I’ve been meaning to write a post for some time and have come to the conclusion that I’m an awful blogger. Most of the time I don’t think I have anything nice or earth-shattering to say, so I stay quiet, which isn’t the blogger thing to do.
Thing is, my friend, writer, and editor Stacia posted this wonderful entry on her bog titled When they’re dull as dirt: Thoughts on casting characters about using actors in the character development process. It’s a technique I use a lot since it helps me give each character the three-dimensionality they need (I’m the friend that sent her the document with my dream cast, which, as of now, has 28 characters in it).
I must confess it’s an exercise that makes me feel guilty about “using” these people for my convenience (I wrote about that here). Do their ears ring all the time because of me? I don’t think so, but still. They don’t have to be exact matches, even a single trait can help you solidify a character enough to make him or her pop out of the page. A beautiful post about it is Susan Rutherford’s ‘Hearing Voices’ for Park Theatre’s blog where she talks about how an actor’s voice helped her shape a character that refused to come out of the page:
I went to a reading, met the actors, and the voice of one of them stuck in my head. Suddenly that lifeless character started to breathe. It’s not that my character is similar to any of those I saw that night, nor is that particular actor necessarily suitable for the role; but there was something about him that seemed to give my man a gentle kick up the arse.
My closest friends know there are actors and actresses that have recurrent roles through my works. They also know I’ll die of embarrassment if I ever met them (the things I put them through some times!). That’s why I prefer to use actors and not Tuckerization, I mean, I can kill off a character based on an actor’s performance and he or she won’t come knocking down my door asking me why I did that to them; friends or family, on the other hand, won’t let me live with it.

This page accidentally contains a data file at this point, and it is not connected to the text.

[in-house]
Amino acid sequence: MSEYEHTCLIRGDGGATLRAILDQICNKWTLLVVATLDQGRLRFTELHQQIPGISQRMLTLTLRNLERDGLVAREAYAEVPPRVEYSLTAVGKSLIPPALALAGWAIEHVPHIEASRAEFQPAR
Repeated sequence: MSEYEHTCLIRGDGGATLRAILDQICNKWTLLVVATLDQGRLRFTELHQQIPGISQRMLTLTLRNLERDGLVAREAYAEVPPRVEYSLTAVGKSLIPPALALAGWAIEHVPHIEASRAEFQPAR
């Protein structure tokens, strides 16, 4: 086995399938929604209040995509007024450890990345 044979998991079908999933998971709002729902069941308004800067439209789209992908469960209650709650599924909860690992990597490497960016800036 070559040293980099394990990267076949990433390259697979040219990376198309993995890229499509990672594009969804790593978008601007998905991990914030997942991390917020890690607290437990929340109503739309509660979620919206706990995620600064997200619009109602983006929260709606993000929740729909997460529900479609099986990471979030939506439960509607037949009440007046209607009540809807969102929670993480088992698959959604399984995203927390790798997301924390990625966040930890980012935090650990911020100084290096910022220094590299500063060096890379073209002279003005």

“When I read I make myself a film in my head. It’s the writer’s job to make that process as easy as possible – so readers are almost eavesdropping these people, seeing the locations, smelling the coffee if you like. Viva la Madness flows like a film. And has snap edits like a film. There’s a lot of “cut to” involved. Lots of flashback and different aspects of the same story told from different points of view. It has captions and timelines. Writers nowadays have borrowed these techniques from film.”
— J.J. Connolly
We read and simultaneously see the movie of what’s happening in our heads; the same goes for writing, you see it in your head as your fingers hit the keys on your computer.
Writer friend Todd Keisling talks about this in his Up and Coming Interview with In Ear Entertainment, saying his writing is very cinematic. And given the fact that new generations have shorter attention spans and very active imaginations, I believe it’s something good. I don’t want to compare my writing to Todd’s because I can’t bring myself to look him in the eye after reading his work. He’s amazing and if you haven’t read his books then shame on you. But I want to think my writing as cinematic also (I was told this once by an English professor) and that it engages the reader as a film would. I often get that ‘I read it in one sitting’ or ‘I couldn’t put it down once I started’ from people that have read my work and it makes me happy.
In an interview with Stacey Cochran and RJ Keller in Book Chatter, the subject of my writing process came up and my answer still makes me think I may have sounded a little crazy. Anyway, when I was little I wanted to be an actress. Even when writing was always there, the first things I wrote were short stories and screenplays. Screenplays because I wanted to be able to write the character and play it. Oh, and also direct it, but that wasn’t my main goal back then. What I learned from that was to take on the dialogues for what they are: dialogue, meant to be said by someone. Since then, most of the time when I sit down to write I’ve already acted the whole thing as if I were in the movie. I shout at my walls a lot, thank god they don’t shout back.
Where do the actors come in, then? Well, I can’t play all the characters, can I? And having a solid reference for each character does wonders for this process. You have no idea the actors I’ve “worked” with in my head and how that mental interaction has helped me with writing stuff that doesn’t sound like coming out of a robot’s speaker.
It may also be the reason that will get me locked up in a padded cell later in life. But psychological distress while writing is another topic I promise I’ll write about on some other occasion.
The important thing here would be not to get too attached to those actors you envision playing your characters in case it gets picked up by some production company and they cast other people for the parts. Writers don’t have a saying in that and you have to be able to let go. Yeah, yeah, I know that most see this as wishful thinking, but a girl can dream, right?
Now go on, come up with your dream cast and make ’em proud.